15 Minutes

Financial, Relationship and Spiritual Growth. Personal Development. Leadership.


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The Secret of Steady

ImageExpounding on my comments from last week, the reason slow and steady wins the race is because of steady not because of slow. The only reason that slow is of any value is because it makes steady easier.

For example, I did some math because I’ve started running again recently and have been tracking my workouts using a free app called Runkeeper. My average walking pace is about 3.5 mph while my running (jogging) speed was about 5.8 mph. That’s only about a 67% increase between walking and running (sue me, I’m out of shape).

But the difference is, that after jogging for 20 or 30 minutes I’m tired, sweaty and sore. But 20 or 30 minutes of walking is essentially effortless. I haven’t broken a sweat, I’m not tired and I don’t have to worry about being sore in the morning.

That extra 67% of speed uses up 800% more energy (at this point I’m no longer using data from the app, I’m just making up numbers).

That’s why I’m such a big advocate of small, daily changes.

Small, daily changes that are easy to implement allow you to apply steady growth to your life. (tweet that)

And just like with walking, if you do it every day you would be amazed at how far you can go.

I wrote my first book in 15 minutes a day. I also gave myself the intentional limitation that I would not write for more than 15 minutes. So no one could accuse me of cheating.

When I wrote my second book, I finished a lot quicker because I didn’t handicap myself with a speed limit. Now that I’m on my third book, I realized that I’m way behind schedule. Because I allowed myself to become complacent, allowed myself to believe that I could make up skipped time by going fast. After all, missing four days of work at 15 minutes a day, you can make that up in one hour, right? Or if you fall behind two weeks, you can make that up on your next day off and just concentrate on writing for a full day of work, right?

All the chronic procrastinators know the answer to that…. NO.

We tend to over estimate what we can do quickly (my jogging pace is only 67% faster than my walking pace). We severely under estimate what we can accomplish slowly.

So yesterday, after not looking at my manuscript for a couple of weeks, I planned to use my my day off for a marathon writing session. It worked out about as well as running an actual marathon after a couple weeks of inactivity. I was sluggish, I was confused. I had a hard time making sense out of fragments of thoughts and sentences that I’m sure had a point when I started them a few weeks back.

The bottom line is, I need to once again practice what I teach. I need to get back to my 15 minute habit. Walk every day and run when I can. Stop allowing myself to get out of shape.

Slow, steady growth:

  • Is easy to maintain on a daily basis
  • Keeps your momentum going in the right direction
  • Keeps you limber so you don’t pull a groin muscle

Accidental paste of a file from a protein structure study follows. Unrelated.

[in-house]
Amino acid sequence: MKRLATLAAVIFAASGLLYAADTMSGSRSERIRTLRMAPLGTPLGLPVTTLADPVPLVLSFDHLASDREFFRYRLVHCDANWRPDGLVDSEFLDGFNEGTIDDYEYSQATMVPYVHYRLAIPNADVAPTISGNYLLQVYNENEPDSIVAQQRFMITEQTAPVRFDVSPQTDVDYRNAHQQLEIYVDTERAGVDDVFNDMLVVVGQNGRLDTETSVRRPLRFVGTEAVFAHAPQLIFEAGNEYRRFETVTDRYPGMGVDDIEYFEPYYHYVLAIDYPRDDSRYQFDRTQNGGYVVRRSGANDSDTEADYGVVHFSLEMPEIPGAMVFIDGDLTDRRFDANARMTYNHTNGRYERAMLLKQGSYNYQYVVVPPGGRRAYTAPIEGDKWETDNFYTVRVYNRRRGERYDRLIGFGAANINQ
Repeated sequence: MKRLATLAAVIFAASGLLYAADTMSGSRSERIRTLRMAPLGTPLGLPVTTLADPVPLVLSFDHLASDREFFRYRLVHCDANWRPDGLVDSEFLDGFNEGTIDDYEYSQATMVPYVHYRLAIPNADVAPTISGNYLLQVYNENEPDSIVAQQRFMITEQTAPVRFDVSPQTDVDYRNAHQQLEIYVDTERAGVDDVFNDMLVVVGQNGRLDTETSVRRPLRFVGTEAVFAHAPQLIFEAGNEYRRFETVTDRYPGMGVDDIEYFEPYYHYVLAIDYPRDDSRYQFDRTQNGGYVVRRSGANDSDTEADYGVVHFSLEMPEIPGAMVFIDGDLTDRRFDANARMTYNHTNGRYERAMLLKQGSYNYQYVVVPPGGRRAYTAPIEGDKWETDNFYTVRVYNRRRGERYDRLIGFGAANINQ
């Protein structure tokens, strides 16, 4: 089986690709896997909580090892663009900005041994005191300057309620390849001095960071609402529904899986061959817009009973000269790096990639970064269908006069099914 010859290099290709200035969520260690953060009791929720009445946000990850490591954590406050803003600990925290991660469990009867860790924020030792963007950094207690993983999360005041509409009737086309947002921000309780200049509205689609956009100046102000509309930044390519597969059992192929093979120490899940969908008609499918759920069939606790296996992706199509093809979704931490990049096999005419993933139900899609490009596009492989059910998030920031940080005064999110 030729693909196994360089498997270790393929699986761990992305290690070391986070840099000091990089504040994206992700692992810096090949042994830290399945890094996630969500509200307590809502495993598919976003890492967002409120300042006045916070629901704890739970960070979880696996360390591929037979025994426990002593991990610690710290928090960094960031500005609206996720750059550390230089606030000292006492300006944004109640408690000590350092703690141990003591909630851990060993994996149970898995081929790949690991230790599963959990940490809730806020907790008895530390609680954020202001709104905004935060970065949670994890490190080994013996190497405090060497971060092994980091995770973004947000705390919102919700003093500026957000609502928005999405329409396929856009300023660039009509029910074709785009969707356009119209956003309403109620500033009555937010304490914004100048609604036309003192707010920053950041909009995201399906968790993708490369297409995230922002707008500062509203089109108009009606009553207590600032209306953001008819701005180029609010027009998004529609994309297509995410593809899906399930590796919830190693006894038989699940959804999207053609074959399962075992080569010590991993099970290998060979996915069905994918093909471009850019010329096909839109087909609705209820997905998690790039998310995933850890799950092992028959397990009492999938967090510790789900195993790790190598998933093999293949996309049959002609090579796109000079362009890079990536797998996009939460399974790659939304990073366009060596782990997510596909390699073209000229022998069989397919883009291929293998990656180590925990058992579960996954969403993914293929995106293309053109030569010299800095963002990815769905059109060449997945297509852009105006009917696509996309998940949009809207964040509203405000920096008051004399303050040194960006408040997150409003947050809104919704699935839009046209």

Be not afraid of growing slowly, be afraid only of standing still. ~Chinese Proverb

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You Don’t Need To Sprint The Whole Way, But Don’t Stop Walking

Yes, that’s me racing a turtle on a black sand beach. Yes, it is illegal to be that close to a turtle. How do I know this? Because there is a sign posted. Want to know where it’s posted? About ten feet in front of me–facing the water. Which is a dumb place to put that sign because it only warns the tourists as they are LEAVING the beach. Unless the intent was to warn the turtles ahead of time and inform them of their rights.

Everyone is familiar with the story of the tortoise and the hare. Slow and steady wins the race, right? That is not the entire truth. Actually it is steady that wins the race. There is no inherent value in slow.

I’ll defer to another story that I read in elementary school, although I don’t recall the title of the book, but I think it might have been The Great Brain Does It Again.

Kid A was talking smack because his parents bought him a new champion quarter horse. Kid B challenged him to a race with his parent’s broken down nag. Except that Kid B challenged him to a race that was two miles long. For those unfamiliar with the term “quarter horse,” it’s a racing horse that is trained to run short sprints, say… a quarter mile.

Kid A galloped out strong at the start, easily out-pacing Kid B’s old workhorse, but Horse A exhausted itself and eventually stopped despite his owner goading him to keep sprinting. Horse B jogged across the finish line.

Kid B won a lot of money on that race. But being something of a swindler, gave everyone a chance to win their money back the next day. Except this time Kid B agreed to race riding the quarter horse and Kid A could ride the winning nag.

The next day, Kid B won. Because he didn’t race his horse, he paced his horse. Rather than trying to force the champion quarter horse to sprint the entire two miles, he would let him run, then let him rest, let him run, let him rest. He didn’t push the horse past the point of exhaustion. He went at a steady pace and ran in occasional bursts of speed.

That’s my message for you today. In whatever venue you are planning for, whether your finances, your fitness, your relationships or your spiritual walk: Do a little bit every day, but do a lot when you can.